29. June 2020

Turning science fiction into science fact

Professor Jürgen P. Rabe, director of the Integrative Research Institute for the Sciences IRIS Adlershof, about building bridges, joint labs, and a new research building

Prof. Jürgen P. Rabe © WISTA Management GmbH
Prof. Jürgen P. Rabe © WISTA Management GmbH

Ten years of IRIS Adlershof: what exactly goes on here?

Jürgen P. Rabe: It all begins with asking good questions – questions that impose themselves on us, that we can provide answers to by using our scientific potential in physics, chemistry, mathematics, and computer science, and that we hope can, in turn, provide creative solutions to problems. To do this, our scientists and researchers have the utmost level of competence in their fields and the determination to pursue innovative projects that they could not tackle on their own.

Where do you position IRIS within the scientific landscape?

Our aspiration is to be noticed at a global level, including by our biggest competitors. Which is why we enjoy cooperating with leading international universities in our field as well as with non-university institutions, start-ups and other innovative companies.

IRIS, a builder of bridges – how does that manifest itself?

The first bridges we built were those between scientific disciplines, which we did by setting up so-called bridge professorships that are based in two fields at once such as physics and chemistry, or physics and mathematics. We also built bridges to other institutions, including non-university research facilities with a strong focus on application. Lastly, we take care of students planning to found university spin-offs and cooperate with established companies.

Hybrid materials and space-time-matter are your central research areas – to most people that sounds like science fiction.

We think we might be able to turn science fiction into science fact. Hybrid materials in electronics and optoelectronics were the key areas when IRIS Adlershof was founded and have developed rapidly since. Information technology has long been driven by inorganic silicon, but organic materials too have turned out to be highly promising optoelectronic materials. Our hybrid materials bring together both worlds and make possible new functionalities that we need if we want to make the development of technologies more sustainable and resource-friendly. The key goal of our space-time-matter research is the ‘theory of everything’. The general theory of relativity gives us a good idea of the cosmos, while quantum field theory helps us tackle small-scale issues. However, nobody has yet managed to combine both theories in a convincing way, which is why made it one of our more ambitious research aims. With both research areas we are taking part in the ‘Matters of Activity: Image, Space, Material’ excellence cluster of Humboldt-Universität zu Berlin, which focuses on developing a new culture of materials in the digital world.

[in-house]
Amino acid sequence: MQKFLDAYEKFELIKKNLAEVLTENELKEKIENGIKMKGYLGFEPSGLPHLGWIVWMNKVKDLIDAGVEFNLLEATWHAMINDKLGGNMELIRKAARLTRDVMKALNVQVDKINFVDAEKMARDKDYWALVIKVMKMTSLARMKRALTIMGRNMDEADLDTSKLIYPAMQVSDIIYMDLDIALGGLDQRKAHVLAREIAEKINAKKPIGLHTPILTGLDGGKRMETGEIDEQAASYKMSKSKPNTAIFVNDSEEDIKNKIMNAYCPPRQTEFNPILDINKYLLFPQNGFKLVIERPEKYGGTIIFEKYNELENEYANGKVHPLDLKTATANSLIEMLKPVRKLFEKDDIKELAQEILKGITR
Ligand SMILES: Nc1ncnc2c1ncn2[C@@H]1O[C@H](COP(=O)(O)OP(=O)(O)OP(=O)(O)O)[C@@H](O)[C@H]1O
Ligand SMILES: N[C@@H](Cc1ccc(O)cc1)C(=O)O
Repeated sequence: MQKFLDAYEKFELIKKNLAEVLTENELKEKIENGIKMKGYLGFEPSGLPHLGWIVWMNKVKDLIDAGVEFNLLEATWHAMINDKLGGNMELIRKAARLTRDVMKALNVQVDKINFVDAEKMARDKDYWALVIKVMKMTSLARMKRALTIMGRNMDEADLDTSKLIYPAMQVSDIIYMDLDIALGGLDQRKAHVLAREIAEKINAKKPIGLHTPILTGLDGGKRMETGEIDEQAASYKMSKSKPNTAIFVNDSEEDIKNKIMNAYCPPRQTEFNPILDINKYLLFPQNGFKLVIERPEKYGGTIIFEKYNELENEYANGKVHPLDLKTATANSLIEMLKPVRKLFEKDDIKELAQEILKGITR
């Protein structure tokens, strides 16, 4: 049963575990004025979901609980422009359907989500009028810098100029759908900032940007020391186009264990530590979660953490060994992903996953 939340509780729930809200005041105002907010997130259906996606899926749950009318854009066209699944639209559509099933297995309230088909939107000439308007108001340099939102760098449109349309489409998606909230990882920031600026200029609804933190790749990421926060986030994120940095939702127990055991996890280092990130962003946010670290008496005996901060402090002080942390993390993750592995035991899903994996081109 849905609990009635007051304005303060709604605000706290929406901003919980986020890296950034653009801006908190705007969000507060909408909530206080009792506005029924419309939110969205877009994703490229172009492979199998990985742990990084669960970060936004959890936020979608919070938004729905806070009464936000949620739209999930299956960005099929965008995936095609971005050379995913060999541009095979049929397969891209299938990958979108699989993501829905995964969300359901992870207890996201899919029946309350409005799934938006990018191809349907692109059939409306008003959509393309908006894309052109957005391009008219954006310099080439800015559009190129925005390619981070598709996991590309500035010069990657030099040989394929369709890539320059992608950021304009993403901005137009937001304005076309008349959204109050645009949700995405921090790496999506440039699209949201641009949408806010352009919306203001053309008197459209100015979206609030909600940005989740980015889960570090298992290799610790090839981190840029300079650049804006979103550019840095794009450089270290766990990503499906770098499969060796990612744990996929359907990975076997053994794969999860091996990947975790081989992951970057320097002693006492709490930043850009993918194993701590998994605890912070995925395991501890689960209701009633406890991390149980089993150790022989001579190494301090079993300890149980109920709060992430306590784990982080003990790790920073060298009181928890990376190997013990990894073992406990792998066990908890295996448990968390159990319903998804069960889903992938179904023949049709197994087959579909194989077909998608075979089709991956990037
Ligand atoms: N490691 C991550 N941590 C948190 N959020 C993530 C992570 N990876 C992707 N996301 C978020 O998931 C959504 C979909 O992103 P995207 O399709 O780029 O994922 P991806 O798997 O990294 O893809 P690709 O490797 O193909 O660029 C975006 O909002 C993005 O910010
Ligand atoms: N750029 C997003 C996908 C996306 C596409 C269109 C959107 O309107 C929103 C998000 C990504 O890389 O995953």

How does basic research with a focus on practical applications work?

Whenever we formulate our key research questions, we always keep in mind how the potential answers might bring forth creative solutions to technological, social, and global challenges. We know something special has happened when we manage to turn science fiction into science fact as well as bringing that fact to application. The key is choosing the right field in the right place and Berlin Adlershof is certainly one of those right places.

What is the concept of the new research building?

It is that we approach a problem from all sides, from a physics and chemistry perspective as well as from a theoretical and experimental perspective. A thorough understanding of complex interfaces in terms of physics and chemistry, for example, can serve as an excellent basis for developing hybrid materials. Our new research building will be home to a large joint laboratory, where we apply an interdisciplinary methodology and learn from each other in the process. The underlying idea of the joint laboratory is reflected throughout the entire building. While drawing up the concept, together with architects we asked what distinguishes top-level international labs. How can the architecture reflect that we have disciplines continuously interacting with each other? Ultimately, it has turned out to be a wonderfully structured research building that constitutes a functional whole and fosters communication.

Is there something about IRIS that makes you particularly happy?

I would never have dreamed that everything would work out the way it has. The IRIS idea started out with a small team in an office at the HU physics department and we then managed to acquire federal and state funding for our dream laboratory. The new research building will be fully booked as soon as it is completed.


Interview by Rico Bigelmann for Potenzial – The WISTA Magazine



  • Operator: Humboldt-Universität zu Berlin
  • Address: Zum Großen Windkanal 2 | 12489 Berlin
  • Director: Prof. Jürgen P. Rabe
  • Manager: Dr. Nikolai Puhlmann
  • Office:
  • Members:
    • 22 Professors
    • 5 Young Research Group Leaders
  • IRIS Research Building:
    • Main usable area: ca. 4,500 m² for 150 employees
    • Investment: ca. 53 million euros
    • Completion: summer 2020
Potenzial – The WISTA Magazine. Edition IRIS Adlershof 2020